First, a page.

Through long-term evolutionary processes, animals have developed innate advantages in locomotion, cognition, information processing and control. Inspired by their evolution, biomimetic robots are integrated with biological characteristics which give them more powerful motor and cognitive abilities and more delicate control processes than other robots. The behavioural characteristics of these robots can be accurately controlled and are easier to handle than real animals. These robots also have an important influence on the cognitive behaviours and the nervous systems of animals.
Modern scientists and engineers increasingly take their inspiration from animals to create new robots. One of the latest inventions is bionic animal robots, which are being manufactured by a German automation giant Festo. Its bionic menagerie ranges from a transforming spider that rolls or creeps, robotic fish, a hopping bionic kangaroo and a semi-autonomous bat-like robot. The Bionic Flying Fox is an ultra-lightweight flying object with intelligent kinematics. The robot simulates the movement of a flying fox almost identically. This mimic’s flying membrane is wafer-thin and ultralight with a honeycomb structure. They have endowed the fox with an infra-red sensor system that transmits data around the surrounding space wirelessly, so it can fly in semi-automatic mode.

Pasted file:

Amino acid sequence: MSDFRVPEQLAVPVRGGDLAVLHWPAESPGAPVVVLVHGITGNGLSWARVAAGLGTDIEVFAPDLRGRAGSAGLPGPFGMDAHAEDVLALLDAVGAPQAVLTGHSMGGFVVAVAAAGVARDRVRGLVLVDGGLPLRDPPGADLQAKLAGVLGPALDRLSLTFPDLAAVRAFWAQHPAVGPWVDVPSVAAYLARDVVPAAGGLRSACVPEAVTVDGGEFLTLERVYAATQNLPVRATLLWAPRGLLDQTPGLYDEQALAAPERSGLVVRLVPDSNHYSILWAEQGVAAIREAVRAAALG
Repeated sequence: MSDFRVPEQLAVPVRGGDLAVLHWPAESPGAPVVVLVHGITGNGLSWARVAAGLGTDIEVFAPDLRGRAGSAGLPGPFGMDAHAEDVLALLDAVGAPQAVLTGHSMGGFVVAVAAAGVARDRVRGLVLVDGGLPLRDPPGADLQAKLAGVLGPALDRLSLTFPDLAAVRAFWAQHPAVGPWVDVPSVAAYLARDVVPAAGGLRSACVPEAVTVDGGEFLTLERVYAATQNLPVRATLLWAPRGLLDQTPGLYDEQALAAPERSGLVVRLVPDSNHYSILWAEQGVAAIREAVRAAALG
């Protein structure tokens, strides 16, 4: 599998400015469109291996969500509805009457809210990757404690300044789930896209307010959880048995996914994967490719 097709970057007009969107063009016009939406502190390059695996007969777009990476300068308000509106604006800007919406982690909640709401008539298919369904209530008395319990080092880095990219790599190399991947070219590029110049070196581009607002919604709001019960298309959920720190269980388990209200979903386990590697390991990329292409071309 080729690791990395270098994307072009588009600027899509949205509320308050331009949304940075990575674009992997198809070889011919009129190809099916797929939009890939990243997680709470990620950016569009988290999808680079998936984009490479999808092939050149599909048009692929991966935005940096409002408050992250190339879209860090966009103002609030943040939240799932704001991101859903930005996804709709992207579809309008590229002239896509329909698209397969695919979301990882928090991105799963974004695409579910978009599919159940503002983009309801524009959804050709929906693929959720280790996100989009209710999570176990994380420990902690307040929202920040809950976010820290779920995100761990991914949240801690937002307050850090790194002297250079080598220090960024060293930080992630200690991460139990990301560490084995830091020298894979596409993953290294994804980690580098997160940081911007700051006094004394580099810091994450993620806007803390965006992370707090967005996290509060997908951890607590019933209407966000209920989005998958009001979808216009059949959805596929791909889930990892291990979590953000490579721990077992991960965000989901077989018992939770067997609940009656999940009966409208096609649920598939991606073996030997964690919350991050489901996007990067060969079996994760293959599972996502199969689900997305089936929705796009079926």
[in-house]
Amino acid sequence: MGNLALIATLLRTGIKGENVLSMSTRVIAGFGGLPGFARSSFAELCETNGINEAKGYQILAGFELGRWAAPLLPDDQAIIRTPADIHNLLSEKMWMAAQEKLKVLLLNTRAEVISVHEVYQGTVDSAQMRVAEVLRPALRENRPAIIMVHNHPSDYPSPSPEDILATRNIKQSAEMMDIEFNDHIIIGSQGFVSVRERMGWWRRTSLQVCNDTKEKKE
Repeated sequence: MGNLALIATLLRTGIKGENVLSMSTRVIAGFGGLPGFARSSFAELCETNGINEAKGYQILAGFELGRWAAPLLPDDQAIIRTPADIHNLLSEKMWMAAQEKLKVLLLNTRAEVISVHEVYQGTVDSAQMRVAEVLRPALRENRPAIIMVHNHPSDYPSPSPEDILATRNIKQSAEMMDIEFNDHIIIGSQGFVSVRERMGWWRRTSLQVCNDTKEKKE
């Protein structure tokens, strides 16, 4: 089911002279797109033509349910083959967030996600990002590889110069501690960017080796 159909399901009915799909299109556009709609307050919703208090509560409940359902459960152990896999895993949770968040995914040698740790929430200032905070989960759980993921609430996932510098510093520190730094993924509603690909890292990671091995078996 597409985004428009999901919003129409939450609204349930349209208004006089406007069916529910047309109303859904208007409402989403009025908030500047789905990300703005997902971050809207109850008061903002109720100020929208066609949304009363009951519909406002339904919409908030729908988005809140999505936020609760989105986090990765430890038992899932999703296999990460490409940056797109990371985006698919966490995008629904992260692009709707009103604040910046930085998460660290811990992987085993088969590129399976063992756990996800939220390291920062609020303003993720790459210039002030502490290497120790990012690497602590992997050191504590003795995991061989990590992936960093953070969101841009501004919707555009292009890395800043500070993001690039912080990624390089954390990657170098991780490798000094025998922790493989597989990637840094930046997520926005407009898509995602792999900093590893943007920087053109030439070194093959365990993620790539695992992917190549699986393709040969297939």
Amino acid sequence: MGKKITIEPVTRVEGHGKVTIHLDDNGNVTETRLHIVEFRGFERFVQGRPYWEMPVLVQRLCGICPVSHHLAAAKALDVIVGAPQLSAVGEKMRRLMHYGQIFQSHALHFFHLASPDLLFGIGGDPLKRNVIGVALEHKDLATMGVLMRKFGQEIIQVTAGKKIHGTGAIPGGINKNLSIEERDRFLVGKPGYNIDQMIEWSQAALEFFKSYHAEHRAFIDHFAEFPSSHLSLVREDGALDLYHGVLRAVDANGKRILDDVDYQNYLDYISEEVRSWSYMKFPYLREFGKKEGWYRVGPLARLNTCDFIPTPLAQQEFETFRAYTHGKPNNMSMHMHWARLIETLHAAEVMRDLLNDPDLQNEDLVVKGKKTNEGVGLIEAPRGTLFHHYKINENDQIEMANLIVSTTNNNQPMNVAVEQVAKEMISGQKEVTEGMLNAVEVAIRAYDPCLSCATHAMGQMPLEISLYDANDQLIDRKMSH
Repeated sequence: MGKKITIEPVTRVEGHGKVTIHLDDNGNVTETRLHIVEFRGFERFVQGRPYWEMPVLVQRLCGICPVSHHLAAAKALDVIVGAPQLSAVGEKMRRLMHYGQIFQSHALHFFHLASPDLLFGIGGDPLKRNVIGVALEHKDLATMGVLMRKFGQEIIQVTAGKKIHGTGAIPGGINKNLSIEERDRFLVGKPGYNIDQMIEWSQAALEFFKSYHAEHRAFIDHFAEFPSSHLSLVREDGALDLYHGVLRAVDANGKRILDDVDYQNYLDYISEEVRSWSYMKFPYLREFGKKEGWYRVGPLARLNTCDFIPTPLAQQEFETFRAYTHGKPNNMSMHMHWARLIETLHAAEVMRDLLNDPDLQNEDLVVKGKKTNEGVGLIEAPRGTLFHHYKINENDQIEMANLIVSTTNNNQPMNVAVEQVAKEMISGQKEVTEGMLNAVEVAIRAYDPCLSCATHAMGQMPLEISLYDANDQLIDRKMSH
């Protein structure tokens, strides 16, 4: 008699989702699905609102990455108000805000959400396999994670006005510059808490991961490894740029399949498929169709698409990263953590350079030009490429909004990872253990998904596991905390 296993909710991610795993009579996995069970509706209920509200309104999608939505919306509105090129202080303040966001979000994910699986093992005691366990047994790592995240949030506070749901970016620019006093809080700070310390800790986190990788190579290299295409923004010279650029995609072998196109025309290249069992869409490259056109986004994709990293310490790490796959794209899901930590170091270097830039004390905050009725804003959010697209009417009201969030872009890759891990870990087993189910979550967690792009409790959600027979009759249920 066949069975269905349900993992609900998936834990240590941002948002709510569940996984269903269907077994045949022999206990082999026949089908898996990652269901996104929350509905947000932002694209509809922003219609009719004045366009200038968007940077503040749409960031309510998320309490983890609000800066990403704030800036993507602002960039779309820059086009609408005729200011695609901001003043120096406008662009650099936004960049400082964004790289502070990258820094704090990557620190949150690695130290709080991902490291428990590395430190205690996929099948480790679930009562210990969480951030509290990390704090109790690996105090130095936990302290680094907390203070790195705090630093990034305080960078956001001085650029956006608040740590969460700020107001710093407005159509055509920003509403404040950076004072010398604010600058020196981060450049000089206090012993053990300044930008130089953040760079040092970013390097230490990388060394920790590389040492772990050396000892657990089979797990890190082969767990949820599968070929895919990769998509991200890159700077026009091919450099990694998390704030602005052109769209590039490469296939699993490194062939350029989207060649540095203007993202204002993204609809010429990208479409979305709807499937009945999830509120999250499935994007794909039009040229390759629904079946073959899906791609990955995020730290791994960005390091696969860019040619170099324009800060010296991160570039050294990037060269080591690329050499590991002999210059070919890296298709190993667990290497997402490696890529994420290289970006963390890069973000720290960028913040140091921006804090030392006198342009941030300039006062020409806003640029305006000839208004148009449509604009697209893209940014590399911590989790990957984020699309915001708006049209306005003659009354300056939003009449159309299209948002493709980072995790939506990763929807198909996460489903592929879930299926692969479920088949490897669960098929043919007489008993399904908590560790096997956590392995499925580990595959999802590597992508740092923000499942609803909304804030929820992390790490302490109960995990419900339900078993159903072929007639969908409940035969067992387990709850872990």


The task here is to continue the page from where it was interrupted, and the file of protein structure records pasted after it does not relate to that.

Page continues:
Similarly, specialists from the University of Twente in Netherlands with Clear Flight Solutions has created a ‘Robird’ to provide a higher level of security at Edmonton airport in Canada. It is a drone with the appearance of a falcon. The robot imitates a raptor in the sky and real birds don’t dare approach for fear of the predator. Therefore, the self-preservation instinct prevents them from flying near the airports. Another interesting biomimic is a snake-like robot called Eelume, a flexible underwater robot developed by Norwegian specialists. This snake robot does maintenance work on the seabed, making it a game changer within subsea engineering. Surgeons plan to use snake robots to enter the body for more accurate surgery by crawling through your nose or urethra.
Robot-inspired biology led NASA researchers to rethink the design of the Mars rover for an exploratory mission to Europa. The rover looks like a squid with electrodynamic power scavenging process. i.e., their tentacles will let it move through the water or along the surface of the moon in search of important video content and possibly even alien life. It harnesses energy from magnetic fields, as light is very scarce underneath the icy crust of Europa.
Learning concepts from nature and applying them to the design of real-world engineered systems is continuously providing numerous advantages to answer strategically problematic questions about social interactions. By combining principles across biomechanics, human decision-making, and mechanical design, biomimetic robots could easily manoeuvre themselves through debris, cross minefields, enter buildings on fire, or punch through walls. The biological world provides nearly limitless inspiration for robots.
Soundharya Kumaresan – Science Writer